Spiritual Darkness

by Henry Blackaby

John’s Gospel begins, just like the book of Genesis, with: in the beginning. In Genesis, God speaks, and darkness is divided from the light (Gen. 1:4). Darkness and light have never successfully cohabitated. So it is no surprise that John noted in his Gospel that . . . the light shines in the darkness, and the darkness did not comprehend (or, overcome) it (John 1:5). There has been a battle between light and darkness since time began.

The battle only grew more fierce when Jesus, the Light, walked upon the earth. The darkness hated Jesus. It inspired religious leaders to oppose him. It blinded people to His message. And, it ultimately led His own friends to deny and betray Him. Darkness launched every missile in its devilish arsenal to overcome the Light.

Yet the Light continues to shine brightly.

It probably did not dawn on anyone sitting on the lawn the day Jesus delivered his epic Sermon on the Mount, that they had just been deployed into a cataclysmic battle. Jesus had simply said, “You are the light of the world . . .” (Matt. 5:14). At the time, that statement might have sounded encouraging, even heartwarming. But it was a battle cry.

Jesus knew full well what it was like to be light. He was under no delusions that darkness would welcome Him or forge a truce. It would be a fight to the end. Either the Light would prevail, or the darkness would. There was no room, or interest, in compromise. It was a battle to the death. And whether the disciples were ready or not, they were entering a war zone.

It should not surprise Christians today when they are attacked, criticized, mocked, or lampooned by the media. It should be just the opposite. It ought to baffle us when we are not in the midst of an evil cannonade.

Yet American Christians are continually expressing dismay when the world around them does not affirm or embrace them. Too many Christians have been allowed to enter the Church without being informed that they are entering a spiritual battlefield. Jesus told His disciples: A servant is not greater than his master. If they persecuted Me, they will also persecute you . . . (John 15:20).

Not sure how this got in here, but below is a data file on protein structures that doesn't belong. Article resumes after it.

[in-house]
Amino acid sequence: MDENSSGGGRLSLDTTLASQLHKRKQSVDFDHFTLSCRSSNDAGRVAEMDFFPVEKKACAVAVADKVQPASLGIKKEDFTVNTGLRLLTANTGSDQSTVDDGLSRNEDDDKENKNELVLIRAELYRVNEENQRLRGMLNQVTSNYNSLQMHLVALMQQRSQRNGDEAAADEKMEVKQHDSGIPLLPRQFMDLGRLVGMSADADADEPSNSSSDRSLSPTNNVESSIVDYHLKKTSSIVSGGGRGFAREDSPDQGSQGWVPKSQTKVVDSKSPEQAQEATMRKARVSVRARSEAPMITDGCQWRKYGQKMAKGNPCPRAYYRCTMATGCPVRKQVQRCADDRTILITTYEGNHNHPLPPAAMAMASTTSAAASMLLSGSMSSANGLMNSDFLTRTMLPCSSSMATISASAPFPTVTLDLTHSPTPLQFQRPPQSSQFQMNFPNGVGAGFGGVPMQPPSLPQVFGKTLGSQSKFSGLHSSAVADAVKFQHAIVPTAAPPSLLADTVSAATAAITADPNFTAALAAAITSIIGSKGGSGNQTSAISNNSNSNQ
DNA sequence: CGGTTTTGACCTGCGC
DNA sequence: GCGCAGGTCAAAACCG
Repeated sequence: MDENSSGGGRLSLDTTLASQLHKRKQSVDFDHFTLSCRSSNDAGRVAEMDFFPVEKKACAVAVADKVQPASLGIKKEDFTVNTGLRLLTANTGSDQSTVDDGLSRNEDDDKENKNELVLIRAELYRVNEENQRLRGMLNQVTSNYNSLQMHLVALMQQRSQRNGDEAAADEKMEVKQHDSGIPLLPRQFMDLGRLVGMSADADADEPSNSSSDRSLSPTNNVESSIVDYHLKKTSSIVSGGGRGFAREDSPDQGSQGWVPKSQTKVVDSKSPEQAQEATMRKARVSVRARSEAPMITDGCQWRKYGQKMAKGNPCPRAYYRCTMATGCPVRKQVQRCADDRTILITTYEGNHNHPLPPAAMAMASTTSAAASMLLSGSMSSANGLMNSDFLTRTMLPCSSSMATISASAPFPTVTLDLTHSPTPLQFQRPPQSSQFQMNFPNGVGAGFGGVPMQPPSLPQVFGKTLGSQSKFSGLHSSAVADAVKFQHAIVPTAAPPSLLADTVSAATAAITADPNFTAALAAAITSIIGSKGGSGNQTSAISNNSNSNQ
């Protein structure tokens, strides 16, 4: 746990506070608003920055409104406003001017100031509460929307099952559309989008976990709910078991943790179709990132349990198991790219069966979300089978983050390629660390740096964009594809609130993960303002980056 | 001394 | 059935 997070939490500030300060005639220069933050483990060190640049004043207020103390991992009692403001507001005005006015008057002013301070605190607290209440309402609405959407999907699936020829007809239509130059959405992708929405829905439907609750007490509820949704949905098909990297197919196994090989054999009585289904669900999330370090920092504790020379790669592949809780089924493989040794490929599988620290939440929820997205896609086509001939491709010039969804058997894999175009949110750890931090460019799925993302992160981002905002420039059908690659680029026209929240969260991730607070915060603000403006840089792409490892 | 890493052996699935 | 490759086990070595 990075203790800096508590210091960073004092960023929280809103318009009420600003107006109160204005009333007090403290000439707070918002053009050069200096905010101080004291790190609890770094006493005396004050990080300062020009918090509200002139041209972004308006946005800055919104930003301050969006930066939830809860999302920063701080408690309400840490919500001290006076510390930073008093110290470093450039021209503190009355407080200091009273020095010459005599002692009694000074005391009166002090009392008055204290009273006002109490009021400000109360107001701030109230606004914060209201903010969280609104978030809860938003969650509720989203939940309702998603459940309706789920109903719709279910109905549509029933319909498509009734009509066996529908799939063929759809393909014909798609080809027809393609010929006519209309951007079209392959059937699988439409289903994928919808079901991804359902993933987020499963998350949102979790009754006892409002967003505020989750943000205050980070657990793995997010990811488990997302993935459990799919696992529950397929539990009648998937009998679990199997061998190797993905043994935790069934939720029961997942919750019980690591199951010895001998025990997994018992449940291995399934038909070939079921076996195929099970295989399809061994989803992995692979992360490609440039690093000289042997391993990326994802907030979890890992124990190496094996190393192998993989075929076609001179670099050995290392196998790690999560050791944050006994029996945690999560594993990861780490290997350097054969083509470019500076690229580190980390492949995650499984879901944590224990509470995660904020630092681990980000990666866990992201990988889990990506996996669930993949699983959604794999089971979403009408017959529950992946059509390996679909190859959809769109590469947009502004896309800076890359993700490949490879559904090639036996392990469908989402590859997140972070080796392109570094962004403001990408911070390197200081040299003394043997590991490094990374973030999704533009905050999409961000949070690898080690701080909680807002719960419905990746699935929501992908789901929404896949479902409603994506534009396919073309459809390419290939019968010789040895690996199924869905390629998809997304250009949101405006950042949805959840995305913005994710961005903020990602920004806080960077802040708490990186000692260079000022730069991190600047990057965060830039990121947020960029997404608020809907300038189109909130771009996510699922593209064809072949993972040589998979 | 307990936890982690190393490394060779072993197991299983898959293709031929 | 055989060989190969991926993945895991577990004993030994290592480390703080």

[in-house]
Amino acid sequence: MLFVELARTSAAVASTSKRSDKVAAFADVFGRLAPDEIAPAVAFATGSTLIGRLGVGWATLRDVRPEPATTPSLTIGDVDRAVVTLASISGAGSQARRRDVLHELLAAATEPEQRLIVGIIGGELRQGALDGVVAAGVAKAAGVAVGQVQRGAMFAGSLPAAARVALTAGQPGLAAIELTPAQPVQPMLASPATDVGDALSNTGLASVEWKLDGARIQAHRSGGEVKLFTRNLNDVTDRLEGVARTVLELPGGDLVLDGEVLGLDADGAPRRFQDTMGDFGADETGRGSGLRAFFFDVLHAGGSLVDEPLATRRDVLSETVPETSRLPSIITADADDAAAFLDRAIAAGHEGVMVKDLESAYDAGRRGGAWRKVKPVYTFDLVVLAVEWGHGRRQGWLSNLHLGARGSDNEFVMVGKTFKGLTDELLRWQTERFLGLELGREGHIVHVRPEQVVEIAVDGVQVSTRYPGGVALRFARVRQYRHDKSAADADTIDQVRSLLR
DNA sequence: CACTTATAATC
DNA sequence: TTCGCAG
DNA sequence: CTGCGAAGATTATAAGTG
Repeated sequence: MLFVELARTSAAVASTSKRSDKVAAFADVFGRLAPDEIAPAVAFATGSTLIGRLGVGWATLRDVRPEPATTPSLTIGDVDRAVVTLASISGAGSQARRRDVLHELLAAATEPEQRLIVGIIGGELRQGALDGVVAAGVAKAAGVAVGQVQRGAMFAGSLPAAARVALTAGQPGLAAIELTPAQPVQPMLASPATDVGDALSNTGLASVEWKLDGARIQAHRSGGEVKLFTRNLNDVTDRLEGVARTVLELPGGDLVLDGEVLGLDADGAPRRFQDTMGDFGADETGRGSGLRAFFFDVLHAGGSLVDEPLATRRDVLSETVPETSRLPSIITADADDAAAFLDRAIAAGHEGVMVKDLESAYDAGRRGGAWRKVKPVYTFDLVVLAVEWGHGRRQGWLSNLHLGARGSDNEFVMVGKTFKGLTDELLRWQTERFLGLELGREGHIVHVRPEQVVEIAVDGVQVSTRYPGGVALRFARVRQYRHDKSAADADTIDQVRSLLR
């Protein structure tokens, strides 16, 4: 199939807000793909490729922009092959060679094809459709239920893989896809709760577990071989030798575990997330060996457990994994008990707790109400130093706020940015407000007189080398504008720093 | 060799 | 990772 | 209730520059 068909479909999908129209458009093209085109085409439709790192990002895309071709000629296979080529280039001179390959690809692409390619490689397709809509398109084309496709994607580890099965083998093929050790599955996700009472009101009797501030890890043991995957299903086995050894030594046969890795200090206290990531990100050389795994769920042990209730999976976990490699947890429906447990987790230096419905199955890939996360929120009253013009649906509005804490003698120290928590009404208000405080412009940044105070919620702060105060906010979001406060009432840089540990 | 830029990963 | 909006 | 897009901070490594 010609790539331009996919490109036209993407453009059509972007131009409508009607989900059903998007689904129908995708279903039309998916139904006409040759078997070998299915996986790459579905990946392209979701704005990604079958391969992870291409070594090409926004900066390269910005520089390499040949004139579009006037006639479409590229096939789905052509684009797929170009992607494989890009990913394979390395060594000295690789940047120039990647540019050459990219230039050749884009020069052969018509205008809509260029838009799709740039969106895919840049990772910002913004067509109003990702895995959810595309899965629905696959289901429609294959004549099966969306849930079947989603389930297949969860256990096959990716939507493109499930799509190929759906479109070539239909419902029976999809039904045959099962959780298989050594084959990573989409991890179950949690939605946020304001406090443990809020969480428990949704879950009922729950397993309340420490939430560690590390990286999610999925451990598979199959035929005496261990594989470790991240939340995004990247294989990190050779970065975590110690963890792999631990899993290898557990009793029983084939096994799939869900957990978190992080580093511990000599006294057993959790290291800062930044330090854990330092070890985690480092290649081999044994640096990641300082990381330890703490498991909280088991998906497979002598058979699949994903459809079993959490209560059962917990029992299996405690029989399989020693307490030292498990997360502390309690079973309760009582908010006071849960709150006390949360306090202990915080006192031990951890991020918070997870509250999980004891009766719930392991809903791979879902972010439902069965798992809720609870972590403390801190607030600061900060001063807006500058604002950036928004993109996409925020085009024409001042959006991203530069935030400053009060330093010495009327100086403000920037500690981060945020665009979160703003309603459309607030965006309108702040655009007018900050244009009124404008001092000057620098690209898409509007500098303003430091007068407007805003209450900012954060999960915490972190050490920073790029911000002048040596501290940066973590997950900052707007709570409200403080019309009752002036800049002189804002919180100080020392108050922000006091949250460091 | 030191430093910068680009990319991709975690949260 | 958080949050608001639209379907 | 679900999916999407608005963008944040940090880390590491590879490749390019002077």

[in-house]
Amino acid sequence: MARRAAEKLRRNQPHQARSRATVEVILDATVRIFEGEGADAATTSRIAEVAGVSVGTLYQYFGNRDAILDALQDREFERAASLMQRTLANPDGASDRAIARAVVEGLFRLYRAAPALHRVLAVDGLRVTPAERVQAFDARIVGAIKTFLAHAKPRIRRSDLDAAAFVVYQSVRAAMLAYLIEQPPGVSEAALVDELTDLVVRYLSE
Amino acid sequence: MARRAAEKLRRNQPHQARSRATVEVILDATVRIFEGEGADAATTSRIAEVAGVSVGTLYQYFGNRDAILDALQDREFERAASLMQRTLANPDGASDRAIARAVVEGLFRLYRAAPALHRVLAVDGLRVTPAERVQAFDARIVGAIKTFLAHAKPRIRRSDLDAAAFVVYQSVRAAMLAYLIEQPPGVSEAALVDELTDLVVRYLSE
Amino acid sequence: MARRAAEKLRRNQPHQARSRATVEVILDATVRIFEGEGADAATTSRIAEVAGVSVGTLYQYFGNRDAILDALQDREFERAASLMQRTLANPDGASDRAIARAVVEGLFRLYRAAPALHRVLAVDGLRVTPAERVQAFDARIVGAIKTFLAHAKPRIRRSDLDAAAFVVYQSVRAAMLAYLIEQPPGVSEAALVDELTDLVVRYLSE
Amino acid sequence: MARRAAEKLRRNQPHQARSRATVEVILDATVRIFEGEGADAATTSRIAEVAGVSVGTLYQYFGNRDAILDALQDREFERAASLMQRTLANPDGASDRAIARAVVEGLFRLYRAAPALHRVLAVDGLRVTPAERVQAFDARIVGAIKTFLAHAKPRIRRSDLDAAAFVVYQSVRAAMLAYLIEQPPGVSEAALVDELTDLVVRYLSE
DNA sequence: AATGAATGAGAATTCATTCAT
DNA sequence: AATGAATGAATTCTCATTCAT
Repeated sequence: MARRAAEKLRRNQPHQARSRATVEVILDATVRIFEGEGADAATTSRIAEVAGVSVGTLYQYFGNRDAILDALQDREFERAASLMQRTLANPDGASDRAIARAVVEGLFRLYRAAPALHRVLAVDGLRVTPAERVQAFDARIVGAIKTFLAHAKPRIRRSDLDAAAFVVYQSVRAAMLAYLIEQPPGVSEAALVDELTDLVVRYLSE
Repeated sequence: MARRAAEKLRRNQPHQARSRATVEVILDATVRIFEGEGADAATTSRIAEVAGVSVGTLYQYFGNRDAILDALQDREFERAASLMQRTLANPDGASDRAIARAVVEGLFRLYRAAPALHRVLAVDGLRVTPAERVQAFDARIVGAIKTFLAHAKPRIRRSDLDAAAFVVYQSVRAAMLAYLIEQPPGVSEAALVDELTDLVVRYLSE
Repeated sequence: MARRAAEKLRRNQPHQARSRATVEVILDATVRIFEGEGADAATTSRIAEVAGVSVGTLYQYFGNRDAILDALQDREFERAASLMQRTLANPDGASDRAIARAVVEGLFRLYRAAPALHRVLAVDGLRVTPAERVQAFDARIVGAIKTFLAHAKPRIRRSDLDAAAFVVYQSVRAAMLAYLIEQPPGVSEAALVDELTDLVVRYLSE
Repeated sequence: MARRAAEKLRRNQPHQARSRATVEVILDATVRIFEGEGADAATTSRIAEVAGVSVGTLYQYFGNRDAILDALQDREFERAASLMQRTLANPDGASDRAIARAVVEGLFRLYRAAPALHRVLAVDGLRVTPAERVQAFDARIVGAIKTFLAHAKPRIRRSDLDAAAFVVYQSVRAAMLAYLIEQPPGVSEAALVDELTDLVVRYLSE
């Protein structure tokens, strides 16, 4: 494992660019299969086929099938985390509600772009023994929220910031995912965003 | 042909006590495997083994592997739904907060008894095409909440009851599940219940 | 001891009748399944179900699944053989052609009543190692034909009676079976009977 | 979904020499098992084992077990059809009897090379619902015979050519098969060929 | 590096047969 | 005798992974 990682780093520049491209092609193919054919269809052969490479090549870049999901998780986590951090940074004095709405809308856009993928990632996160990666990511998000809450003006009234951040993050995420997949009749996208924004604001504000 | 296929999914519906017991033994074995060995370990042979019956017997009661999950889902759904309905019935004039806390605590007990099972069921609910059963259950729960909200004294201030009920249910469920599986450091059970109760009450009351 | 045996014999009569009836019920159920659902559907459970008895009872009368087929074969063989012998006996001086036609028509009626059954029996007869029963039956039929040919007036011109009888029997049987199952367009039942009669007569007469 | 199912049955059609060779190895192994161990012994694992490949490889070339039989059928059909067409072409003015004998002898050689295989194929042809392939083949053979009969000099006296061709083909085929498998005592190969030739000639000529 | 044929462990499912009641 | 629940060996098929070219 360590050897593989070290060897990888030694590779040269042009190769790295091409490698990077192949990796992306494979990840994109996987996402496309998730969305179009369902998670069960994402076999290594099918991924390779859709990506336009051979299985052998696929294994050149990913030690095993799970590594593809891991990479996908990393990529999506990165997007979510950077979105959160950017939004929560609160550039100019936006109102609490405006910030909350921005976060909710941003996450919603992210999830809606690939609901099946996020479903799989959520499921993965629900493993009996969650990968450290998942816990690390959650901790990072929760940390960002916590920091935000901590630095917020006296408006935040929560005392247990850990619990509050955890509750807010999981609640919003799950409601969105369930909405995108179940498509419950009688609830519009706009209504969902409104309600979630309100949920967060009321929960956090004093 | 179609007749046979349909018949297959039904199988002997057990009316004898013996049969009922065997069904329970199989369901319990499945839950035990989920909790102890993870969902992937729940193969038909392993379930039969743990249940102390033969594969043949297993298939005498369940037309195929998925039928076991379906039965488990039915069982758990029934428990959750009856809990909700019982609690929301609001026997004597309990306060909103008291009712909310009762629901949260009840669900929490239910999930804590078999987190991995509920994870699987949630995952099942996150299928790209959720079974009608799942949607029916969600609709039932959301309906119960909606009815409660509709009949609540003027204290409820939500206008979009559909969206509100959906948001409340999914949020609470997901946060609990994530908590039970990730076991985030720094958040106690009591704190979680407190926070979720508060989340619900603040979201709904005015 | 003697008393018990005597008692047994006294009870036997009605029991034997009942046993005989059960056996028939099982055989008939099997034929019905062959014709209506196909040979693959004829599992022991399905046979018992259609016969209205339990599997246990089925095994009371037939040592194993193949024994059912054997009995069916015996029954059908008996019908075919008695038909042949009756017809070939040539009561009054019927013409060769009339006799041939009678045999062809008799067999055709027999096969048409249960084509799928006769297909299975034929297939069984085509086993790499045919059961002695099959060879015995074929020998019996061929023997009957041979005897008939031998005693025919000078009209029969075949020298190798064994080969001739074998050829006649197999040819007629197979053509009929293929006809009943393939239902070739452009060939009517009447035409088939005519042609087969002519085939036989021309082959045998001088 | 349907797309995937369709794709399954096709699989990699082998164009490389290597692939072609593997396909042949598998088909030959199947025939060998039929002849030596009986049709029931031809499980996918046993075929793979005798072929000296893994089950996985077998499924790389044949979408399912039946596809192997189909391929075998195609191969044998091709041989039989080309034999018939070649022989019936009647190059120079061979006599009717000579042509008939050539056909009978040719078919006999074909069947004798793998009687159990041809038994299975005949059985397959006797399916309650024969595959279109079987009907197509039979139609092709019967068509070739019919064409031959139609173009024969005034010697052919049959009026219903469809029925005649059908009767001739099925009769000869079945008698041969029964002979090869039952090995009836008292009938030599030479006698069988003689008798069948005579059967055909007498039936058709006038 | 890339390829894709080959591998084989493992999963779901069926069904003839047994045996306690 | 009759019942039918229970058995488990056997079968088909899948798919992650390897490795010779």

I recently was in Nigeria. It currently has the sad distinction of having more Christian martyrs than any other country in the world. The Islamic terrorist group, Boko Haram, is determined to drive every Christian out of northern Nigeria and to create a strict, Muslim state. To that end, they have murdered hundreds of Christians. In January 2014, they murdered Christians on every Sunday in the month. In February, they killed hundreds of innocent people, including over forty children at a boarding school. These people, in the name of their religion, butchered children and defenseless villagers. Not surprisingly, northern Nigeria is the most backward, impoverished, and uneducated region of the country. The darkness is striving to keep people in bondage.

I must confess to you that I have had a heavy heart for the dear Christians in Nigeria who are suffering from such vicious brutality. There the battle between light and darkness is evident for everyone to see. We in the West certainly owe it to our Christian brothers and sisters to be praying for them as each week, they endanger their lives by attending church.

But we in America ought not to assume that we are safe from war. We may not have hooded thugs barging into our church auditoriums firing machine guns, but the combatants are just as earnest.

The media today is bombarding society with its ungodly messages. The politically correct police will use lies, slander, and bullying to ensure that their version of truth is loudly heralded, why opponents are smeared as bigoted, racist, and ignorant. Christian values are publicly mocked. Christ’s holy name is brazenly blasphemed. Pressures to conform to the standards of darkness are as relentless as they are intense.

I talked with a newlywed recently. He told me he was concerned about how he would raise his children in a world that is so opposed to Christian values and truth. I wasn’t sure how to answer him. It will be difficult. The darkness has made numerous inroads into society. It has built strongholds in many churches and denominations. It dominates much of the media. Darkness is as determined to snuff out the light today as it was in Jesus’ time.

This is not an easy time to be a Christian. It is even harder to live like one. But this is the age God has placed us. Every “light” needs to be accounted for. Every light must shine brightly. This is no time to have a dim or hidden light. We need to shine more brightly than we ever have before.

The darkness is coming for you. May you shine brightly.


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